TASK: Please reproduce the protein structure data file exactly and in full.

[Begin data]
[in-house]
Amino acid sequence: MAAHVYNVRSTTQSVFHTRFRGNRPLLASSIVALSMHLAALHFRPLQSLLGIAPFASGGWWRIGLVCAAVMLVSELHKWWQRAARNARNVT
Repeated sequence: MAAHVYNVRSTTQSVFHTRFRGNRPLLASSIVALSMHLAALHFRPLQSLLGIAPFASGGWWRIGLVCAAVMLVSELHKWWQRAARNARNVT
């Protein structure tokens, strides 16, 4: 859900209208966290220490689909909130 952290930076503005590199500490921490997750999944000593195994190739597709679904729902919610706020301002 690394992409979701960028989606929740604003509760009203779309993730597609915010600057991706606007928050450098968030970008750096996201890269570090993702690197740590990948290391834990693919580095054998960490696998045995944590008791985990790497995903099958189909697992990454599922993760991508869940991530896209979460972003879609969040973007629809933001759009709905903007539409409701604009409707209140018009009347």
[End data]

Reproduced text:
[in-house]
Amino acid sequence: MAAHVYNVRSTTQSVFHTRFRGNRPLLASSIVALSMHLAALHFRPLQSLLGIAPFASGGWWRIGLVCAAVMLVSELHKWWQRAARNARNVT
Repeated sequence: MAAHVYNVRSTTQSVFHTRFRGNRPLLASSIVALSMHLAALHFRPLQSLLGIAPFASGGWWRIGLVCAAVMLVSELHKWWQRAARNARNVT
């Protein structure tokens, strides 16, 4: 859900209208966290220490689909909130 952290930076503005590199500490921490997750999944000593195994190739597709679904729902919610706020301002 690394992409979701960028989606929740604003509760009203779309993730597609915010600057991706606007928050450098968030970008750096996201890269570090993702690197740590990948290391834990693919580095054998960490696998045995944590008791985990790497995903099958189909697992990454599922993760991508869940991530896209979460972003879609969040973007629809933001759009709905903007539409409701604009409707209140018009009347």